Four Key Elements Of A Compelling Narrative Campaign
Narrative campaign play in tabletop skirmish games adds depth, storytelling, and progression to the gaming experience. Players will create and develop their characters as they find new gear and enhance their abilities. They'll follow a story arc and make meaningful decisions that have an effect on how the plot develops. The players are kept motivated and challenged with new scenarios and game mechanics that enhance the story and drive the game forward.
In this blog post, we’ll look at four key elements that contribute to a compelling narrative campaign. As game creators, it’s important to spend time thinking about these elements and making our campaigns much more than a mere series of battles.
With that in mind, let’s first define narrative. Narrative is defined as, a spoken or written account of connected events; a story. In tabletop skirmish games, players use campaigns and skirmishes to make an account of the events and experiences of their characters. Game creators set the stage, place the props, set the boundaries, and then it’s up to the players to improvise and act out the scene.
Now, let’s look at the four key elements that contribute to a compelling narrative campaign in tabletop skirmish games.
1. Story Arcs and Plot Development
A narrative campaign begins with a captivating introduction or backstory that sets the stage for the players. This could involve a mysterious event, an impending threat, or a quest that requires the characters' attention.
The campaign unfolds through interconnected story arcs, each presenting unique challenges, objectives, and revelations. These arcs create a sense of progression and keep players engaged as they navigate through the evolving narrative.
In Population Z, my solo/co-op zombie survival tabletop skirmish game, players are thrown right into the start of the outbreak and then have to gather essential supplies before finally escaping the town of Huntsville and heading out into the unknown. Their choices have consequences, and success - or failure - in each scenario will have a big impact on the campaign, especially the final big boss battle!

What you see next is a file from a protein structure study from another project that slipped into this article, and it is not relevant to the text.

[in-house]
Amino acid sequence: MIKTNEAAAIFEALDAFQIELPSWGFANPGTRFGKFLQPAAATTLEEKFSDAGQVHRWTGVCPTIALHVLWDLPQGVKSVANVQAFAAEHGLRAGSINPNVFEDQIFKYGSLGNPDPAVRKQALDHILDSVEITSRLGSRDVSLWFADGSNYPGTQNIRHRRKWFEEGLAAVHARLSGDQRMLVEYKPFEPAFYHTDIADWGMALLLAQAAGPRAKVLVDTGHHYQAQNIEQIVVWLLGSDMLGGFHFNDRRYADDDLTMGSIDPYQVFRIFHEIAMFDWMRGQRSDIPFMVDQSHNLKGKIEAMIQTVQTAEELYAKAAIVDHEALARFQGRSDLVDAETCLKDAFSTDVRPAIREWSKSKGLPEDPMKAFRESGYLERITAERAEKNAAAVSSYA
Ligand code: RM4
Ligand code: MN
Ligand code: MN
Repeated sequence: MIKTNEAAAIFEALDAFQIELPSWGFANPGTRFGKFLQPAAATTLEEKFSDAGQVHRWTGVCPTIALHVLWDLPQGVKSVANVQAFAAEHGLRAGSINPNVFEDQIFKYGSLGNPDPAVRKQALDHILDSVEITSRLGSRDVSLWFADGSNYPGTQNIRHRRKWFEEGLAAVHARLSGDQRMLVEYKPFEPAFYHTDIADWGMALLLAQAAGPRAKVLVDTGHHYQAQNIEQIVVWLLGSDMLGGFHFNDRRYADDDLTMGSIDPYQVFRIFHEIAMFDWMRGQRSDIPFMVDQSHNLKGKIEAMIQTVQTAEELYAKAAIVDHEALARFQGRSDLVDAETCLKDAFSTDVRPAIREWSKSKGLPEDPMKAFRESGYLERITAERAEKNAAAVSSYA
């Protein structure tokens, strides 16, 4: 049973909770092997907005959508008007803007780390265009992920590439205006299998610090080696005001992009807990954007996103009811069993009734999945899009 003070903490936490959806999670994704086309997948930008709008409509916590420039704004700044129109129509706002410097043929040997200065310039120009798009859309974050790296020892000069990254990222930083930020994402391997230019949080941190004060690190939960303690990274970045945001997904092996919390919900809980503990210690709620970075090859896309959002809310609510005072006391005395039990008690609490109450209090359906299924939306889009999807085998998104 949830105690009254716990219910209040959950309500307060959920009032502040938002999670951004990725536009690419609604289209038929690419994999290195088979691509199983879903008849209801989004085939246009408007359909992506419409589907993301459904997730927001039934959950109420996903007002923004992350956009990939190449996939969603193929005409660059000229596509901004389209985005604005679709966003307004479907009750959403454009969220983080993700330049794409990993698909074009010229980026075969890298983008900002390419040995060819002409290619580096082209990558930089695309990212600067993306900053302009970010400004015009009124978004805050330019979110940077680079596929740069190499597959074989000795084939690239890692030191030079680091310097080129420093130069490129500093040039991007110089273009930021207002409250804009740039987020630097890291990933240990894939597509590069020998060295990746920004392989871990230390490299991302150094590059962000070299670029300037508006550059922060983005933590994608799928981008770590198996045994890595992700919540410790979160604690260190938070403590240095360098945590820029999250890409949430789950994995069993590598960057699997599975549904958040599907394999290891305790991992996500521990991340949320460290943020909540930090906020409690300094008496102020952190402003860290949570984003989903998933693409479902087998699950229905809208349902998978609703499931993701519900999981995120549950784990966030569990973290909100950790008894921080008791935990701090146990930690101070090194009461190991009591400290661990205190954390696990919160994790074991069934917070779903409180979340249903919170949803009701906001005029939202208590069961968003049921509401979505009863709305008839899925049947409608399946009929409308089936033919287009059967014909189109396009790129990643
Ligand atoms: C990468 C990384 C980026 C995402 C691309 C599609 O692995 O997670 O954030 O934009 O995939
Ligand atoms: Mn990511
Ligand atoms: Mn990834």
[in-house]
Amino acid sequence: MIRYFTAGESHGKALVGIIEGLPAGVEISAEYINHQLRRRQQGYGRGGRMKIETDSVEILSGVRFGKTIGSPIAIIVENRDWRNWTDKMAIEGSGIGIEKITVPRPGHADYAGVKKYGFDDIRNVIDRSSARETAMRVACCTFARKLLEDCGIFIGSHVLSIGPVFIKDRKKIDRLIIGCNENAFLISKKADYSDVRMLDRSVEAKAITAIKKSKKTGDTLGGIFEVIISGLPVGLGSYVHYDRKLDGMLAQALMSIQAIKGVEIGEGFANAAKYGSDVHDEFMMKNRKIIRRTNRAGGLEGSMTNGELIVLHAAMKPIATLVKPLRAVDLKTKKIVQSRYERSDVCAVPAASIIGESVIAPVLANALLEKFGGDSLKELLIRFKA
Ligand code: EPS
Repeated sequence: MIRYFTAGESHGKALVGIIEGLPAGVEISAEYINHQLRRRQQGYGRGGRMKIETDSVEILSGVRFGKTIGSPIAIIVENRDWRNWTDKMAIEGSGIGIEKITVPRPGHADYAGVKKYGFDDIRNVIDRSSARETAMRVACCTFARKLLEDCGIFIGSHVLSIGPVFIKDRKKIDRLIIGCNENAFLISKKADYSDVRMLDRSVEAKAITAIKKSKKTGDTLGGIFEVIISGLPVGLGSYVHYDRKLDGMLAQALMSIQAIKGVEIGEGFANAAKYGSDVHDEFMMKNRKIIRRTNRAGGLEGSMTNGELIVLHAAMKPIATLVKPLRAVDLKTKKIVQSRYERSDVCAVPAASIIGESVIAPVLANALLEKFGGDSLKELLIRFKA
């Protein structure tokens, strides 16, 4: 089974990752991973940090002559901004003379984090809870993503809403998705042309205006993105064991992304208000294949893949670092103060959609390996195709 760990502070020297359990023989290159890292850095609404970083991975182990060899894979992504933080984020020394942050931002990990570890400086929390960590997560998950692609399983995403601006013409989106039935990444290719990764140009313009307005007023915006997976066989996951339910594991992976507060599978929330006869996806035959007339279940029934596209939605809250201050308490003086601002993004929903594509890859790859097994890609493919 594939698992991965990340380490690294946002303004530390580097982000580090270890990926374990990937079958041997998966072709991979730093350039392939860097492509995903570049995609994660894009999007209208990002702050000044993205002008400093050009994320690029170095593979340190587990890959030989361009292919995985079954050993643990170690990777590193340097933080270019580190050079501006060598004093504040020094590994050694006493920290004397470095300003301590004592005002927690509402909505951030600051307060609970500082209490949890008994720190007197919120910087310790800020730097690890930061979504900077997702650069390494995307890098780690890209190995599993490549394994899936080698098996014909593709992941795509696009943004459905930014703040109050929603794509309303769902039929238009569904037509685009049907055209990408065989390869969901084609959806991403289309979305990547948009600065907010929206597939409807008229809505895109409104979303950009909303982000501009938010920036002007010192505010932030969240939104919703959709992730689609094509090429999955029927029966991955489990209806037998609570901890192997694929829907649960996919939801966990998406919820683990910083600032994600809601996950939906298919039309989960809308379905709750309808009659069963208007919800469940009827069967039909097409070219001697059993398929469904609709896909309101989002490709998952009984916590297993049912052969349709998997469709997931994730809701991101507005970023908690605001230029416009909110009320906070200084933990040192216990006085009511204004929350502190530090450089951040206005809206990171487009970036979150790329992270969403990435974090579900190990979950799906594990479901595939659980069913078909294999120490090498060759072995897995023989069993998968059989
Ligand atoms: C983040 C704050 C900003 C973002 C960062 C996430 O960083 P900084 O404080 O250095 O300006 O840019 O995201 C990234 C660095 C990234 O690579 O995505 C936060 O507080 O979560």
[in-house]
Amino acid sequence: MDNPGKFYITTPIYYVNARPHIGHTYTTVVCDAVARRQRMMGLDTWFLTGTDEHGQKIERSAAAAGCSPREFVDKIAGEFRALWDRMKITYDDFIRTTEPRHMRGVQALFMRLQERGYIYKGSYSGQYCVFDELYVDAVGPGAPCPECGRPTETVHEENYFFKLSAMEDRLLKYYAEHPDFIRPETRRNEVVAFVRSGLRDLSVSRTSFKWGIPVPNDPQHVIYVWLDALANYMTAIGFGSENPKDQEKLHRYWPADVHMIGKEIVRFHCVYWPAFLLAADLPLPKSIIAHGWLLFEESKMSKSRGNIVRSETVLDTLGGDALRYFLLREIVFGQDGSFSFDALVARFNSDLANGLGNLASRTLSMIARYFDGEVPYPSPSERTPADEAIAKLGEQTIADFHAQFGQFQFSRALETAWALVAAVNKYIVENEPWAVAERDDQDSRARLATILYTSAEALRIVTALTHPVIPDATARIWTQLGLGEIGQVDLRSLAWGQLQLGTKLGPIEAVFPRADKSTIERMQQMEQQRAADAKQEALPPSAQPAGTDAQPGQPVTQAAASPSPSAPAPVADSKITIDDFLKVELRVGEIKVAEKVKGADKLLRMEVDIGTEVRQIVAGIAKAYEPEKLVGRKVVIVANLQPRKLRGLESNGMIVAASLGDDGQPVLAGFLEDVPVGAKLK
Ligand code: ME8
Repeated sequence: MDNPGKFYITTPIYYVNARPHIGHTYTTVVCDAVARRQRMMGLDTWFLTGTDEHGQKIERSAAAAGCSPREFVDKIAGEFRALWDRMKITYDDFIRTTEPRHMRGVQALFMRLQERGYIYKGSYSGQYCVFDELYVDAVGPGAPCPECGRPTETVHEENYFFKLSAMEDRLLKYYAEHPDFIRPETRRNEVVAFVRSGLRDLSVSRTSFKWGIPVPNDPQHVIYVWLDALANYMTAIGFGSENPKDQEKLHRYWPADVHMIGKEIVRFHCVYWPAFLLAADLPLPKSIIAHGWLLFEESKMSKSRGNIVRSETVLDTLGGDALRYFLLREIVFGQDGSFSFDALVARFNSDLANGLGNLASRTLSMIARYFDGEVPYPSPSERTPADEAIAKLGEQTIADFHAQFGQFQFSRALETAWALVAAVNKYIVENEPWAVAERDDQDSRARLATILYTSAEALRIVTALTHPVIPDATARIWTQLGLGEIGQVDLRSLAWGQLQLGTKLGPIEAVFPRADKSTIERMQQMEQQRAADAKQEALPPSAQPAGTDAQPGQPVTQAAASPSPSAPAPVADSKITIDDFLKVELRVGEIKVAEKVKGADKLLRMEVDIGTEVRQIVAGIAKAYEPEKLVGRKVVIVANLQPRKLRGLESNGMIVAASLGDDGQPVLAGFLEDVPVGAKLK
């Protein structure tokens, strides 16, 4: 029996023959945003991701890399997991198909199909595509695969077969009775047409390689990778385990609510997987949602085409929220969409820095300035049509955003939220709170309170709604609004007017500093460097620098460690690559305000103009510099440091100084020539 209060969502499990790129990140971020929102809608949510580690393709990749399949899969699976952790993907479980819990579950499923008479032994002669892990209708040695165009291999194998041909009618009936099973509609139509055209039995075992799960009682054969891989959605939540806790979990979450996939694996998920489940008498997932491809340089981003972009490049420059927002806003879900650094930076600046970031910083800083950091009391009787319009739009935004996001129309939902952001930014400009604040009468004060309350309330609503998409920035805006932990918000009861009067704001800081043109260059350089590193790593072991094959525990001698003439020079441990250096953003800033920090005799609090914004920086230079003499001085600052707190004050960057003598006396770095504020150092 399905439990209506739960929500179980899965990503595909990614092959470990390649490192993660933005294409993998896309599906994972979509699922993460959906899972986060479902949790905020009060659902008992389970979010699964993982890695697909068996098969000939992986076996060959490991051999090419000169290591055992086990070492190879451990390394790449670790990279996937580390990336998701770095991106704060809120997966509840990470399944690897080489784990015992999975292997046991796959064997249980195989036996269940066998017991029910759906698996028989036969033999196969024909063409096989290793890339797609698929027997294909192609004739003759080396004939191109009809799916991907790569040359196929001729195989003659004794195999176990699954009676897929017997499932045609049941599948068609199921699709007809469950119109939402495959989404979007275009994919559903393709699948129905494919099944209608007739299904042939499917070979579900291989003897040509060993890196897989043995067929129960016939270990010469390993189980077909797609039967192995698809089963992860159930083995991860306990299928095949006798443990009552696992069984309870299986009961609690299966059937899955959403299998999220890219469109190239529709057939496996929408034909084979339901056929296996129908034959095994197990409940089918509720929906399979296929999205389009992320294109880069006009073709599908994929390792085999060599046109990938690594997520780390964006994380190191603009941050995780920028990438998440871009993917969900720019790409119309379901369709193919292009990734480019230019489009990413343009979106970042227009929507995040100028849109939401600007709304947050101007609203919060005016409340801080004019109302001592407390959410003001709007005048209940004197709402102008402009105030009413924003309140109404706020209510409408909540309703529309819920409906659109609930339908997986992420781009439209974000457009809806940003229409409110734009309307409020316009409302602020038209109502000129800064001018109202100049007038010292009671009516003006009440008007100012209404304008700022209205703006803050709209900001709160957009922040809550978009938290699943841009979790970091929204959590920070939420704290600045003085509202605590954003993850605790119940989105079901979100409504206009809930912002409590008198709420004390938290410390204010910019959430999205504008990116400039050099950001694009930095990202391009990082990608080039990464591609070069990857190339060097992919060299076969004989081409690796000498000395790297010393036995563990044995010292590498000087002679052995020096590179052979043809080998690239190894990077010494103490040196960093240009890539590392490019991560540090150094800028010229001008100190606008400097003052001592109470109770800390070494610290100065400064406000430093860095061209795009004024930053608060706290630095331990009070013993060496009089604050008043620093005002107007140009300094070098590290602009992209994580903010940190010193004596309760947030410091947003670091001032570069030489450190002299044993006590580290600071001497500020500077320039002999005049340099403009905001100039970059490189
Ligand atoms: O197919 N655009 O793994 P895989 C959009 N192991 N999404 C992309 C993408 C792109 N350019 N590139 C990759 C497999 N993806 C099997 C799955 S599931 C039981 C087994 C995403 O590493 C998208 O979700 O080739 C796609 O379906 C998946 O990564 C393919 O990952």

2. Character Progression and Development
Players often start with a basic set of characters or warbands, each with its own background and motivations. As the campaign progresses, characters can evolve based on their experiences and achievements.
Incorporate personal storylines for individual characters within the broader campaign narrative. This could involve character-specific quests, rivalries, alliances, or even internal conflicts, adding a layer of personal investment for the players.
In Population Z, you can download free backstories and scenarios to play out using new characters that we create for you. Playing these scenarios makes it much more interesting when you want to add a new character to your group. They’ll come with experiences and backgrounds, and you’ll have already made a connection with them on an emotional level.
3. Consequence and Decision-Making
Introduce decision points where players must make choices that impact the unfolding story. These choices could affect alliances, resources, or the overall direction of the campaign. The element of consequence adds a dynamic and unpredictable quality to the narrative.
Carry over consequences from one game to the next. Whether it's the aftermath of a battle, the loss of a key ally, or the discovery of a new location, these persistent effects contribute to the campaign's continuity.
In Population Z, failure to achieve certain objectives or leaving a survivor behind means that the characters will have to roll on a ‘Guilt Table’. The level of guilt they feel will have an impact on certain characteristics going in to the next skirmish.
4. Evolving Game Mechanics and Scenarios
Design a variety of scenarios that reflect different aspects of the campaign's story. These scenarios could involve rescue missions, territory control, or special objectives tied to the overarching narrative.
Gradually increase the challenges faced by players. Introduce new adversaries, environmental hazards, or unexpected twists that force players to adapt and strategise. This evolution keeps the campaign dynamic and prevents it from becoming predictable.
In Population Z, survivors will encounter new Zombies that ‘belong’ to the location. Each new Zombie will bring a mechanic that plays into the narrative and forces the players to think differently and try out new tactics.
Four Key Elements Of A Compelling Narrative Campaign
By incorporating these four elements into your narrative campaigns, you can create a rich and immersive experience for players, blending strategic gameplay with a compelling storyline. The ongoing nature of the campaign allows for a deeper connection to the game world and characters, making each session more meaningful and memorable.
In Population Z, the narrative campaign is the most important part of the game, and I’ve spent more time developing the scenarios and campaign than any other part of the book. Once the core rules are learned, the players will spend most of their time with the campaign rules, scenarios, NPCs, and their characters, so it was critical to get it right.
As we get closer to the release of Population Z in January 2024, I'll create step by step examples and detailed posts and videos on tabletop skirmish game creation. I'll go through the decision making process, highlight play-testing discoveries, and much more.
I’d love to hear your thoughts and opinions on the subject, so join in the conversation in the comments below.
Thanks for reading!
Look out for my new game, Population Z: Welcome to Huntsville, launching in January 2024.